Name That Tune [No. 0E54]

The Video Game PCB by Bally Sente, Inc.

Name That Tune [No. 0E54] screenshot

DESCRIPTION

Emulated in MAME ! [ARCADE] Video Game PCB

Name That Tune © 1986 Bally Sente.


The game itself was an almost exact translation of the 1980s incarnation of the gameshow. It was all colors and text, and the only animation in it was a little hand that played notes on a piano. The interface had to be simple, as they used up all the ROM space on the different songs.

TECHNICAL INFORMATION

PICTURES :
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Name That Tune [No. 0E54] the  Video Game PCB
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(members only)
Name That Tune [No. 0E54] the  Video Game PCB
Click to enlarge
(members only)
Name That Tune [No. 0E54] the  Video Game PCB
Click to enlarge
(members only)
Name That Tune [No. 0E54] the  Video Game PCB
Click to enlarge
(members only)
Game ID: 0E54

Main CPU: Motorola M6809 (@ 1.25 Mhz)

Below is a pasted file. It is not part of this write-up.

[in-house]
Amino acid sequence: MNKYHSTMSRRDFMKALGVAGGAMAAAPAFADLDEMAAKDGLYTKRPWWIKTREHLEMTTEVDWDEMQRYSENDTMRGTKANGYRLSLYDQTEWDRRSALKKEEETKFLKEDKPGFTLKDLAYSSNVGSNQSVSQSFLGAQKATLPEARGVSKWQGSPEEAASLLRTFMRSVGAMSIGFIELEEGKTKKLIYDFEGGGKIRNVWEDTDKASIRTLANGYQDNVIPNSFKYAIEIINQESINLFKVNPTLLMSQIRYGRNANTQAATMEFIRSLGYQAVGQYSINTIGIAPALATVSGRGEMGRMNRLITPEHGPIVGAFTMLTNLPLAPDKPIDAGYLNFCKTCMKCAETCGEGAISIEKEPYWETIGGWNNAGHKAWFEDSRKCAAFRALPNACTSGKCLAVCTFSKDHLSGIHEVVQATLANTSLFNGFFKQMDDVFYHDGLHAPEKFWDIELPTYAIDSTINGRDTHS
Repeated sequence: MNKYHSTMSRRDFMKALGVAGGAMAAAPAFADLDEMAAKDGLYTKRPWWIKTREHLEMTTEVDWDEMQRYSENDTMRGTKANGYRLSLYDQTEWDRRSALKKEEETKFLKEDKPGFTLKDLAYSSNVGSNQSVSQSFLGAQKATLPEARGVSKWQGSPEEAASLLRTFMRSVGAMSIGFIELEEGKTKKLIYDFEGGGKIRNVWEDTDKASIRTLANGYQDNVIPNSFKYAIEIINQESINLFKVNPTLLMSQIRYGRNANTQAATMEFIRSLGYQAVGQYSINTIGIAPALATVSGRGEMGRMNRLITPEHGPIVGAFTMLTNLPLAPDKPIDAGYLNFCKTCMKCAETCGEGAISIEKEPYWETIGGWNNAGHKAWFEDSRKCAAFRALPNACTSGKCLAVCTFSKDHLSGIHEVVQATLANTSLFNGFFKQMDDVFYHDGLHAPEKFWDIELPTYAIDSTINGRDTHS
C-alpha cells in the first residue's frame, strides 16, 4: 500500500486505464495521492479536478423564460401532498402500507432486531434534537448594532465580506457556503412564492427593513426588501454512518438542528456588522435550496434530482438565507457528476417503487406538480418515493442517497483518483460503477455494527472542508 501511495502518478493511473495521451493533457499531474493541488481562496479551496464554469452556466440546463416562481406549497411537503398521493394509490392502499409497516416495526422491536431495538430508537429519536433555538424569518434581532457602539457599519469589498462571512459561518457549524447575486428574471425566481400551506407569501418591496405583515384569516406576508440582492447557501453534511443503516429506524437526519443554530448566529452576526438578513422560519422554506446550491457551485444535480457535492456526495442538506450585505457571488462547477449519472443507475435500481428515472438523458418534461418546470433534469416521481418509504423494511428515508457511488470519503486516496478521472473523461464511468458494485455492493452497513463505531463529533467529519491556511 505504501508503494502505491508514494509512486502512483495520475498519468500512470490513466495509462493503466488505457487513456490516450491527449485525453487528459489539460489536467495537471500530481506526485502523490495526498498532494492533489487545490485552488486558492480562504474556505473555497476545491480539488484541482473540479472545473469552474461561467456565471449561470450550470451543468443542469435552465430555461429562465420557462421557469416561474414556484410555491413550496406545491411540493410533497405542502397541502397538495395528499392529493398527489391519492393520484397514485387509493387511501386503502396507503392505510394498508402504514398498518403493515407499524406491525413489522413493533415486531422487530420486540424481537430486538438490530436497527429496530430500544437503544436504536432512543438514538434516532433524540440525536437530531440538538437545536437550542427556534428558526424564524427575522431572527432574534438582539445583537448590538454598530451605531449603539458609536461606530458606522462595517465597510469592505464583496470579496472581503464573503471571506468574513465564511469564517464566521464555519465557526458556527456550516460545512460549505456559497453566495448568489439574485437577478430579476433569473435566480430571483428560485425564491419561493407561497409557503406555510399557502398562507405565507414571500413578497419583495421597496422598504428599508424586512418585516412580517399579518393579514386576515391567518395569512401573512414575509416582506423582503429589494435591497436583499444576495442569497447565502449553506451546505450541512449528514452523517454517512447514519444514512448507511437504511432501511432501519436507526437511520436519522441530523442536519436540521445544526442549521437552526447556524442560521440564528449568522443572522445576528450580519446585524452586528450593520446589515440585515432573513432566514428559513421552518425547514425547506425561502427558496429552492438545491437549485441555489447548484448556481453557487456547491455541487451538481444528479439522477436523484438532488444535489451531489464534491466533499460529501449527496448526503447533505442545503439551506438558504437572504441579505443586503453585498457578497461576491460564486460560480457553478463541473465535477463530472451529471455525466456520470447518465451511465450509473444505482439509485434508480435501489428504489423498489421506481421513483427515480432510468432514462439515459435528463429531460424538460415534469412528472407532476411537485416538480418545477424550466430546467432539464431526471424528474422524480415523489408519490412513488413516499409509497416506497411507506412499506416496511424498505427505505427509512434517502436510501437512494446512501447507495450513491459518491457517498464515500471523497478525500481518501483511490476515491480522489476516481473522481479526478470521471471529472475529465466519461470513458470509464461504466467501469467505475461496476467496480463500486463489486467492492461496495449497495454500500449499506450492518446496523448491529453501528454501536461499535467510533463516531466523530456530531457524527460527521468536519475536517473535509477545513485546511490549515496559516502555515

Sound CPU: Zilog Z80 (@ 4 Mhz)
Sound Chips: (6x) CEM3394 (@ 4 Mhz)

Screen orientation: Horizontal
Video resolution: 256 x 240 pixels
Screen refresh: 60.00 Hz
Palette Colors: 1024

Players: 2
Buttons: 4

TRIVIA

Name That Tune was released in March 1986.

This game came out when arcades were at a very low point. But someone over at Sente gets the bright idea that a big honking upright 'Name that Tune' machine would make lots of money. So they proceeded to pay big money to license the show, and then they went ahead and started pumping out 'Name that Tune' arcade games. It was a big flop. They were targeting the wrong audience with this game. Teenagers simply weren't interested in trying to name old 40s and 50s songs. This game could have done fine if it was in a bartop unit instead.

This title was available only as a conversion kit for machines with the Sente SAC-I hardware installed. This meant that most of them ended up in the futuristic looking all-metal SAC-I cabinets.

There were supposed to be several different upgrade chips available for this game, but they seem to have fallen off the face of the earth.

STAFF

Game design: Owen Rubin
Project coordinator: Gary Levenberg
Arrangements and orchestration: Richard Greene
Screem graphics: Bil Maher
Game consultant: Tommy Oliver
Gonzo programming: Ed Rotberg
Doctor memory: Dave Ross
Ace Technician: Paul Brandt
Hardware wizardry: Howard Delman
King Video: Rich Adam
For leaving us alone: Bob Lundguist

SOURCES
Game's ROM.
Machine's picture.
Passport @ everything2

Page last modified on October 30, 2015